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Semester II

Monday: January 23, 2012

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After I get situated with all the new assignments, I will begin posting class notes again.

Aside from my cohort, I share classes with some undergrads I already know which is cool. We also share classes with some biology grad students (mostly focused in forensic anthropology). At first that seemed daunting: perhaps because their program is not new but well established, or perhaps because there are so many of them. I am not sure, but I felt like it would be hard to keep up, that they must be more advanced than me, something. Silly of course, because they wouldn’t be taking the same classes if that were the case! They all seem cool so I look forward to getting to know them.

I did get the TA position for undergrad Monkeys, Apes, & Humans (all three of us were fortunate for a position) – two classes back to back with two different teachers. I am also sitting in on the undergrad Human Evolution class to refresh myself and hear perhaps other perspectives as well as updated discoveries. I will be working on a project for the Indiana Academy of Science coming up in March, traveling to Portland for the American Association of Physical Anthropologists in April, and writing up a report on my own research by the end of the semester for Archaeology of Eastern North America (with the possibility of publishing). I’ll also have had to decide what my thesis will be, write a paper in Molecular Anthropology, and do fun things with teeth in Dental Anthropology. My job as the Research Associate is going much smoother this semester too, I feel like I have the system down and will really get to make a dent in the project.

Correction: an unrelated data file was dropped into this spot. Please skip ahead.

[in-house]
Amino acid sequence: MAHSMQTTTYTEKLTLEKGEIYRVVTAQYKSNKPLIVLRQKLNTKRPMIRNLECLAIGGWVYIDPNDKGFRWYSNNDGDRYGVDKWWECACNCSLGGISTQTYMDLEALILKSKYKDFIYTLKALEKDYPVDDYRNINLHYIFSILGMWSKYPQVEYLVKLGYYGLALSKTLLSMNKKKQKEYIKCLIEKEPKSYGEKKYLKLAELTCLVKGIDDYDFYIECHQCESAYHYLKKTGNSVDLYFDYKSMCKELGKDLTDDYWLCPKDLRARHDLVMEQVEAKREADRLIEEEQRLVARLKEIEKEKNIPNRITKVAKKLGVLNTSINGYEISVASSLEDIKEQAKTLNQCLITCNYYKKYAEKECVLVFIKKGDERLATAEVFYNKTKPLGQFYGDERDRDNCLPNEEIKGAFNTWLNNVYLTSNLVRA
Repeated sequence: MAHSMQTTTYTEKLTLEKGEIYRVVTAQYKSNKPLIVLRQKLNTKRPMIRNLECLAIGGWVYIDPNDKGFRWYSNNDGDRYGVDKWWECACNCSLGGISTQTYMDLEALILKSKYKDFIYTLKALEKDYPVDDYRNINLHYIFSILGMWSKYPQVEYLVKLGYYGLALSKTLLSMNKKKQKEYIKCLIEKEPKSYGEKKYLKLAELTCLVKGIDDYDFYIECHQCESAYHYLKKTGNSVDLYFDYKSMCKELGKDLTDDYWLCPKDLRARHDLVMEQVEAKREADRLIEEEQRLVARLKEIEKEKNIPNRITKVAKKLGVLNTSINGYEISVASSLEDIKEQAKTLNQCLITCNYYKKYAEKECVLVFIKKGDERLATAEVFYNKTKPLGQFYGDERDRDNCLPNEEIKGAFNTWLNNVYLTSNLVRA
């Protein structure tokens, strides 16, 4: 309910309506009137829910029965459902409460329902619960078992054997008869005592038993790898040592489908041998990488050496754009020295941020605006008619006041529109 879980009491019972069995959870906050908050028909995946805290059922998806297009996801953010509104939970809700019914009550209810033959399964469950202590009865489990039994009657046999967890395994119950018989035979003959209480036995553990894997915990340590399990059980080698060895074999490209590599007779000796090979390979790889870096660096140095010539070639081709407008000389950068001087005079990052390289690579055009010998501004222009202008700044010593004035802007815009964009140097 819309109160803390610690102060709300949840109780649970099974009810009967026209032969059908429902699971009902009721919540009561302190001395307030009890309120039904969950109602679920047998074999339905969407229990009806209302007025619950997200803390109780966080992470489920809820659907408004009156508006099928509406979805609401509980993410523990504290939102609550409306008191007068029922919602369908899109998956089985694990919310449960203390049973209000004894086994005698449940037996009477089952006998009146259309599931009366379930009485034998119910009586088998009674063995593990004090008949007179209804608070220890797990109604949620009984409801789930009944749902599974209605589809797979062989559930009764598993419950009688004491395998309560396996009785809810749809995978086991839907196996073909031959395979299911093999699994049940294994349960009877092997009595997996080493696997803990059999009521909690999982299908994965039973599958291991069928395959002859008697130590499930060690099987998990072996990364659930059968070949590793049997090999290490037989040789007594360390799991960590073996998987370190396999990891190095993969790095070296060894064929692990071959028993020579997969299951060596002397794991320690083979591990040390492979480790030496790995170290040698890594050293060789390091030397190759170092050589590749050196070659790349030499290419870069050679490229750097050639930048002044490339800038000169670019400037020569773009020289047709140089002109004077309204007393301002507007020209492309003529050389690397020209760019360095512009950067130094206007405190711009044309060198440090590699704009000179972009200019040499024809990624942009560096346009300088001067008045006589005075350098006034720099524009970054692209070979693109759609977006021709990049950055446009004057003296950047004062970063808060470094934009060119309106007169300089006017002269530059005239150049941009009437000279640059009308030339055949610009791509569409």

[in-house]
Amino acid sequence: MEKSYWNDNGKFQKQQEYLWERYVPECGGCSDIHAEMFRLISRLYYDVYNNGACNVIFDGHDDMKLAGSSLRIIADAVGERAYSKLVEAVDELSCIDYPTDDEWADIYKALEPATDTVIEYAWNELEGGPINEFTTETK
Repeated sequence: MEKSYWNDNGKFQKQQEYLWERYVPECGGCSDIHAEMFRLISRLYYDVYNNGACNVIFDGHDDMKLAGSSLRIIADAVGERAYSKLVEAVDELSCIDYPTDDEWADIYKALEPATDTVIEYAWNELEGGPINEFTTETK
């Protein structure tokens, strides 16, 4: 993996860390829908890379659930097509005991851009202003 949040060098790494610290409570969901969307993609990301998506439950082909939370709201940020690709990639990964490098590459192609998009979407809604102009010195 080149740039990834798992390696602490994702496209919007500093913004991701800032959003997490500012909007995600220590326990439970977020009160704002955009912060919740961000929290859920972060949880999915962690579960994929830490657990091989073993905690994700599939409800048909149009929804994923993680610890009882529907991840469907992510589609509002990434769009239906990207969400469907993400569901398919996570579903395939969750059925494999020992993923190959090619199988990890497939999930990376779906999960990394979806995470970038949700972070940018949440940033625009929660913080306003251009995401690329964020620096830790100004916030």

This semester will cut me deep to my core, though: I have a class at 8:30am. Since that aligns with a lot of businesses, I give myself about an hour for traffic, with an hour before to wake up and get ready, and with winter upon us, an extra half hour just in case. Meaning that I wake up at 6am. For the last half of my life, I have been on a night schedule, waking roughly by 1pm (last semester I averaged 9AM and that was rough). Going to sleep at 9pm makes me feel silly but hopefully I will get the hang of it quickly (why yes, I need 9 hours of sleep). You must keep in mind that as you scoff at my hardship, if most people wake up by say even 7am, imagine trying to wake up by midnight. Exactly. Add to that, my school is in another time zone, an hour ahead of what I am use to. Having a home and husband on Central Time prevents me from fully switching to Eastern so I feel caught oddly between. Oh, and need I even bother mentioning I am not a morning person?

Overall, I feel busier than ever. I’ve had one week and it really feels more like a whole month!

Here’s a quick sketch for a dental lab assignment. I do not have Aperture reloaded yet so forgive the crummy quality, I used the print-screen option to resize the image.

sketch of a mandible

Quick sketch of a mandible, highlighting key features.